Are Reverse Mortgages a Fonzi Scheme?

BOSTON ( TheStreet) -- Henry Winkler and other celebrities well-known to older Americans are pitching "reverse mortgages" heavily on TV these days, but are these loans for homeowners 62 and up a good deal -- or just a Fonzi Scheme?

" A reverse mortgage will eliminate your monthly mortgage payments and give you tax-free cash from the equity in your home!" Winkler, who played Fonzie in the 1970s sitcom Happy Days, gushes in one spot for lender One Reverse Mortgage. "Take control of your retirement today!"

Other aging celebrities doing reverse-mortgage ads include 1950s singer Pat Boone and actor and former U.S. senator Fred Thompson.

Reverse mortgages give property owners 62 or older an easy way to pull equity out of their homes.

Take out one of these loans and the bank will give you either a lump sum of cash or send a modest amount of money each month.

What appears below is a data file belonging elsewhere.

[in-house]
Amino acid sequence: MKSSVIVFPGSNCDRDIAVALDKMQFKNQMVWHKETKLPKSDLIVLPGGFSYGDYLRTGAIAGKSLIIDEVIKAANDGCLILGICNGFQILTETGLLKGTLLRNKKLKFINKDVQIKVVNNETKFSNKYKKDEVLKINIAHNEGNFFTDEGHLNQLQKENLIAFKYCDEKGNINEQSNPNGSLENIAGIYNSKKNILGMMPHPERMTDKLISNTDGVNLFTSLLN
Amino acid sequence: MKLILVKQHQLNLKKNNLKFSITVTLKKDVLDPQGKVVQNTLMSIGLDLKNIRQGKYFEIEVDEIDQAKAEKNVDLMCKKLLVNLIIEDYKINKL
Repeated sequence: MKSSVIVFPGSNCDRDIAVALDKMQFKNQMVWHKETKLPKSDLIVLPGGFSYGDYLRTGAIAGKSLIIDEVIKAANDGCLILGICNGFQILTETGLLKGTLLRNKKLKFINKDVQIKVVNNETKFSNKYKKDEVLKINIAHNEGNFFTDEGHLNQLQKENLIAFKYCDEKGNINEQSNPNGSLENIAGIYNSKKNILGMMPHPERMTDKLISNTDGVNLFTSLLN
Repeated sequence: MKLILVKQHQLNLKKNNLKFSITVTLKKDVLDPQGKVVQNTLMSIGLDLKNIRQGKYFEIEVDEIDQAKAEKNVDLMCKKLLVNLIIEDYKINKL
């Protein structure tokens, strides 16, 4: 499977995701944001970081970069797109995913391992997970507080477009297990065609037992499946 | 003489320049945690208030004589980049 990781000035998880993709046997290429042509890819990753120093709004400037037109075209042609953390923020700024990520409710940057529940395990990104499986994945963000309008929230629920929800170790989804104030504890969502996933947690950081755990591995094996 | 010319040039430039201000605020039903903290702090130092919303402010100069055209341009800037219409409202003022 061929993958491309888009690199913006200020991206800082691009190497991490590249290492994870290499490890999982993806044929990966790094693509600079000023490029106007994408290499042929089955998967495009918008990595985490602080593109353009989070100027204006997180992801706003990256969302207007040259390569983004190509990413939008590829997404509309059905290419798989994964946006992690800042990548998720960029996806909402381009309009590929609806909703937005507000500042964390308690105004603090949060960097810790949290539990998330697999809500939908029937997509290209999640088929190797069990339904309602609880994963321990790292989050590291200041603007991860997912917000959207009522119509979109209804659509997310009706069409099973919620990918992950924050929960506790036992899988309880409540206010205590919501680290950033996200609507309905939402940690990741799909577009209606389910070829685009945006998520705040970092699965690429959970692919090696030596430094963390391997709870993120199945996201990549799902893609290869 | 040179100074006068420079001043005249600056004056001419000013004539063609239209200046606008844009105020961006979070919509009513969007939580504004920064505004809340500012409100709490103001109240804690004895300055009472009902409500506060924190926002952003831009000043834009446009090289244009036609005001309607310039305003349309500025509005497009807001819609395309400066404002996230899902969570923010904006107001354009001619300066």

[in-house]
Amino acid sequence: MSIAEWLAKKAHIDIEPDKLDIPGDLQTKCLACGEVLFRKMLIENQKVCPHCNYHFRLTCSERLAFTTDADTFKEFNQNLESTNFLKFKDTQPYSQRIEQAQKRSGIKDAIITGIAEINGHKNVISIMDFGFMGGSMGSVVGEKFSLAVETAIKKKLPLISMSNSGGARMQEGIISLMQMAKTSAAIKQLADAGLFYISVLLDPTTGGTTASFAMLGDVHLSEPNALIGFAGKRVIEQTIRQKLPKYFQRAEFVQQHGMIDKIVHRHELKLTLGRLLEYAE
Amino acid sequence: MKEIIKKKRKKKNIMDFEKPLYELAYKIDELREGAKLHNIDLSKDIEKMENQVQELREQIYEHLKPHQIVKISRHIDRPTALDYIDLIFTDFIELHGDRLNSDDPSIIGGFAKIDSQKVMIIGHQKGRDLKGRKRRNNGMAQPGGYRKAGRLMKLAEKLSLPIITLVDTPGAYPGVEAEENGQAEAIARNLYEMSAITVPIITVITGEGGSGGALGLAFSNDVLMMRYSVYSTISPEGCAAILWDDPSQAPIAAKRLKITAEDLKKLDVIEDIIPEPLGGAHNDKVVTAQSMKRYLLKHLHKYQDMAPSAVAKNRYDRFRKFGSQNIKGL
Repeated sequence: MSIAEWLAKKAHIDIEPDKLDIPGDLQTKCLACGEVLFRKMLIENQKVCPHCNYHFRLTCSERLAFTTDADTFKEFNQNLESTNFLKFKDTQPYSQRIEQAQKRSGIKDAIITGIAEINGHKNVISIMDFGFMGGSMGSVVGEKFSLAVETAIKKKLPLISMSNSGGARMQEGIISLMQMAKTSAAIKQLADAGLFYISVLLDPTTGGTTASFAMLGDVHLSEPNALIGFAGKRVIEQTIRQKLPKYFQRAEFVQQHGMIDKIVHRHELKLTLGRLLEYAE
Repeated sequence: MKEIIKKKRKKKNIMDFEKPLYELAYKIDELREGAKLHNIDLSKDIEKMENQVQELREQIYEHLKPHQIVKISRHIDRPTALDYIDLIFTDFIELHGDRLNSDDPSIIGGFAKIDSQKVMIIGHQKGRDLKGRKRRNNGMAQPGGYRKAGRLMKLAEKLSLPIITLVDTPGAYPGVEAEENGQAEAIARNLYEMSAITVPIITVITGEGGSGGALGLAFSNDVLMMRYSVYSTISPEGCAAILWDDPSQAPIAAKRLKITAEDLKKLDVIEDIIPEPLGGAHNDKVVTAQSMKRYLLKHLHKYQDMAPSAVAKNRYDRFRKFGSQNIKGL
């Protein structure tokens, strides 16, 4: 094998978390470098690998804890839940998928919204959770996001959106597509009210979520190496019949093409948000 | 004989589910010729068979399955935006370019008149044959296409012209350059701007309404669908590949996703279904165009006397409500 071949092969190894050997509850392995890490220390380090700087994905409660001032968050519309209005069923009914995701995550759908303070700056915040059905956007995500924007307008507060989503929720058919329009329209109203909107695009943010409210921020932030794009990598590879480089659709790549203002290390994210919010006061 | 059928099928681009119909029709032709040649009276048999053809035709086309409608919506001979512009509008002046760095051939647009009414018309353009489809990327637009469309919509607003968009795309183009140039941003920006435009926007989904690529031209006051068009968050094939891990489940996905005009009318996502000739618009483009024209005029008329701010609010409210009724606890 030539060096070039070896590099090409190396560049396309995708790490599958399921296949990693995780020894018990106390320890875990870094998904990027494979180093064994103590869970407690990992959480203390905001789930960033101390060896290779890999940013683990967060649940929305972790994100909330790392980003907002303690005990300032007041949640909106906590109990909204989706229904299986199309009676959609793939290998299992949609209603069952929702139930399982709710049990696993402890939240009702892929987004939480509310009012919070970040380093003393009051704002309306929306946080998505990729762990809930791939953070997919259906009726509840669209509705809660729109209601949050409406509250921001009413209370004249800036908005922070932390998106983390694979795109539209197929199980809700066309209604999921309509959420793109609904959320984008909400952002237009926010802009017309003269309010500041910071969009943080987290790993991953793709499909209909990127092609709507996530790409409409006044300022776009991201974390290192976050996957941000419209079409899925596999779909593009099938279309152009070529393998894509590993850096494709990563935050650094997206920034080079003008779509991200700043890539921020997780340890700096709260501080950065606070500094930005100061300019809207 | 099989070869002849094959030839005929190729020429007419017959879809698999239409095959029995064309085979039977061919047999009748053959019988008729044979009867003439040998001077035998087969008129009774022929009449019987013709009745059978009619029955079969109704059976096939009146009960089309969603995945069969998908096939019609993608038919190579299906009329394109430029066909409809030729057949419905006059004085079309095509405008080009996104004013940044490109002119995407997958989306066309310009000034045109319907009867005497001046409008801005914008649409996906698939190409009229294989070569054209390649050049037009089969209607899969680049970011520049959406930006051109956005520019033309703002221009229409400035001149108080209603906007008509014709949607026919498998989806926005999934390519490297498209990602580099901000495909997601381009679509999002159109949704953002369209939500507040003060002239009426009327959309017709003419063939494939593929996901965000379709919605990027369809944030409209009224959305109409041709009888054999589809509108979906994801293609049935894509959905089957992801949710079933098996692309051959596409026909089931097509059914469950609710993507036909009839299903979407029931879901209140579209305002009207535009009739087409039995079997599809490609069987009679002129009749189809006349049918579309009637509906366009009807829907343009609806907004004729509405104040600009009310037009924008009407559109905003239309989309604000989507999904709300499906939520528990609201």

You don't have to pay any principal or interest as long as you live in your house. The lender will collect all money due after you die or move away and your place is sold.

Reverse mortgages work especially well for retirees who either don't have money to make monthly mortgage payments or income to qualify for traditional home-equity loans.

"These products are frankly a lifeline for a lot of baby boomers," says Greg McBride of market tracker Bankrate.com. "A retiree who's really living on a shoestring budget can refinance out of a traditional mortgage and turn what might be an $800-a-month bill into a $250 monthly check."

But the loans also have risks, including:

Loss of equity
Taking out a reverse mortgage means you can't leave your home free and clear to your heirs.

Some unscrupulous loan brokers have even convinced married homeowners to take out reverse mortgages in just the older spouse's name. That means the bank will approve a larger loan amount -- and a bigger sales commission -- but the younger spouse could lose the home when the borrower dies.

The U.S. Consumer Financial Protection Bureau also found that 73% of reverse-mortgage borrowers take most or all of their available equity out as a lump sum.

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